The Best Horses of All Years., Daily Racing Form, 1914-05-06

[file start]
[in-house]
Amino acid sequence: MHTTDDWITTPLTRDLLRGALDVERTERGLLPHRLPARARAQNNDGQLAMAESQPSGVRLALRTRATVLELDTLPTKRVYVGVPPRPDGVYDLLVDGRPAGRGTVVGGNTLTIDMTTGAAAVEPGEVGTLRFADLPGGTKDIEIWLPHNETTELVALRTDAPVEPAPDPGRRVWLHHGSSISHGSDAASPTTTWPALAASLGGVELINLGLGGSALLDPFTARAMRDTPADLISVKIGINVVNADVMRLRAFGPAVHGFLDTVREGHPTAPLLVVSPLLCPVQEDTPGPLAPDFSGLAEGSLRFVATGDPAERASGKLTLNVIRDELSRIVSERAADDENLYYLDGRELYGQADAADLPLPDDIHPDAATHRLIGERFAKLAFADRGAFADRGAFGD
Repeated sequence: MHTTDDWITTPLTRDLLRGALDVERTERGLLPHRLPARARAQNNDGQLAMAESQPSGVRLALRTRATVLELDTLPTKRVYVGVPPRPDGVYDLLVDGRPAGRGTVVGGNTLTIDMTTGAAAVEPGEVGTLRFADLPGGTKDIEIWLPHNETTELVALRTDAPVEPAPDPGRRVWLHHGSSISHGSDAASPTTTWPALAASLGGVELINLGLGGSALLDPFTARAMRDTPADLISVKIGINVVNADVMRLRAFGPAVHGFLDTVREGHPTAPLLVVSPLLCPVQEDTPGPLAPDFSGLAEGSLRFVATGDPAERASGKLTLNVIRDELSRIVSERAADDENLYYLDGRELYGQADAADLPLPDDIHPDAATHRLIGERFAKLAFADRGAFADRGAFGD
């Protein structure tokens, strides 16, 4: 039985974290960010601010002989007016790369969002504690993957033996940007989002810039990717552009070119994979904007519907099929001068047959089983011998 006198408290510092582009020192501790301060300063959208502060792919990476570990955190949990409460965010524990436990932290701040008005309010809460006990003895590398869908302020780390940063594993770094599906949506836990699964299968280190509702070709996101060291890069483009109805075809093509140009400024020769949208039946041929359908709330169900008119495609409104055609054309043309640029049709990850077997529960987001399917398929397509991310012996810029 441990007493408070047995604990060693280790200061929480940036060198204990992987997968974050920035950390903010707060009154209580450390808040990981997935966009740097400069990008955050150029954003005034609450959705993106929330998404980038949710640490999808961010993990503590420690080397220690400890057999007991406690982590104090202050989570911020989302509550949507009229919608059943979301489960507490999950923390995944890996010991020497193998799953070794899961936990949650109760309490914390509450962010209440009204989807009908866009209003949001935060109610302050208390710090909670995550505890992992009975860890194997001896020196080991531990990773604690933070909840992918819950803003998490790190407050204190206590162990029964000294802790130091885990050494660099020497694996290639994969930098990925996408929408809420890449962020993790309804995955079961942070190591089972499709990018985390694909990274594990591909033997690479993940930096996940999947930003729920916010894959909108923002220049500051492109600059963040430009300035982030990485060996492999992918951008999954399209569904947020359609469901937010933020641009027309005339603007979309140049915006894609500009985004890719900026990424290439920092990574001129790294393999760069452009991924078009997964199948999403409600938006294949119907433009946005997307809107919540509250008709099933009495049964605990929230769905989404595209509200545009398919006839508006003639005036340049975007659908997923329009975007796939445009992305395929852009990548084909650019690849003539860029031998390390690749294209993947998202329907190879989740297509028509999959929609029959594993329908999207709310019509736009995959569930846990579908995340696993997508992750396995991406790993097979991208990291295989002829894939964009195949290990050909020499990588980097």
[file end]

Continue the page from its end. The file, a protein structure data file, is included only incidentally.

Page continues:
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. v I j | t t J I j j I I | I • ] t ] 1 I i ; . I THE BEST HORSES OF ALL YEARS. Mr. Chaplin is reported to have committed him self to a statement of opinion thai The Tetrateh j was the best two year old he had ever seen, led j even excepting Hermit, and it would really be nil reasonable tor anyone to declare that he had eer sen a better two year old than The Tetrarch. lor I there has never been one in living memory which won bis races more easily. But, after all. UUCS bona such as these are answered only by individual I fancy or prejudice. Mr Chaplin, for instance, might have thought of such two-year-olds as St. Simon. 1 Ormonde, or Minting, but quite naturally be harked back to his old friend. Hermit, just as I am in J the habit of harking back to BUir Alhol. So. too. many of us have taken an interest from time to time in classifying the Derby winners we have known; but, excepting for recorded trials which throw real light on the matter, our classification • does not ,-;t all convince others who are as capable j judges as w - are. The greatest authorities have never, so far as I ! am aware, been tixed ill their beliefs as to wl at . was their best horse. At different times I have heard Mallow Dawson mention St. Simon. Minting and I.adas in this connect ion; and I have also heard John Porter declare Rosi.-rucian to be the IksI lie ever trained, though events, later, tamed his fancy to Isonomy, Ormonde and Hying Fox. He could not believe that Flying Fox was better than Or- motnle. but then neither he nor anyone i jse ever knew how good Flying Fox was. We have none of us ever -nil the horse which could so effectually demoralise his opponents In the lirst two furlongs as Flying Fox used to no. A stable like the Kings j Here, one with lassie representatives year after year, could naturally, to some extent, keep in touch with the form as years went on. and Flying Foxs trials were really more remarkable than his public victories by reason of what he was asked to do at home, anil did without an effort. The late Puke of Westminster once said to me, after Flying Fox had won a race and was being led away: "We know no more of him than you do. He always wins like that at home, no matter what he is asked to do." Mr. Chaplin is at any rate correct in proclaiming The Tetrarch to have been an abnormally gxxl two year old. and the point °f substance is to ascertain whether The Tetrarch is really well. It seems to inc. however, that Mr. Chaplin was unite right in refusing to commit himself to any prognoeticatioti as to the colts Derby prospects. Why on earth should be do so? I have several times instanced the case of Kccossiis. which was possibly an evn more brilliant two year-old than The Tetrarch. and he failed in his three year old classics. What I came out t . enquire, however, was if any man had ever known a best horse which he could prove to be. or have been, better than any other horse that is or has ever been. The proposition is impossible on the face of it. though we may si ill take Rtair Alhol in his "vintage" year: also Ormonde, in a similar year: Spearmint, bv his gallops with Pretty Pally; Bayardo, by his wonderful Ascot Cup victory but, after all. what does Individual opinion amount to: Peer old Bruce Lowes judgment by results is the only useful test after all. and it will hold iat for ever and ever. I do not want to be understood as maintaining that it is mil of the question to arrive at any sort of definite conclusion when trying to compare classic winners of one year with those of another. I suppose no one would be inclined to dispute a statement that Bayardo, for Instance, was a much Indler horse than Abbyeur of Night Hawk, or that Spearmint was a better Derby winner than Minoru. Persimmon nia. without fear of contradiction, be preferred to Jeddah: Ormonde to Merry Hampton; I. idas to Sir Visto. or Flying Fox to Volodyovski. lh short, it is not too much to say thai classic form varies from year to year to ike extent of at hast twenty-one pounds That was what Sam Darling estimated to be the difference between his two successive Leger winners. Suttee More and Wild fowler. Where the notably best classic winners, however, are concerned any useful comparison is really Impossible, and we may l o glad that they were never ante to meet one another, for then all tint on* would have had to figure as shattered idol-. "The Special Commissioner" in London Sportsman.

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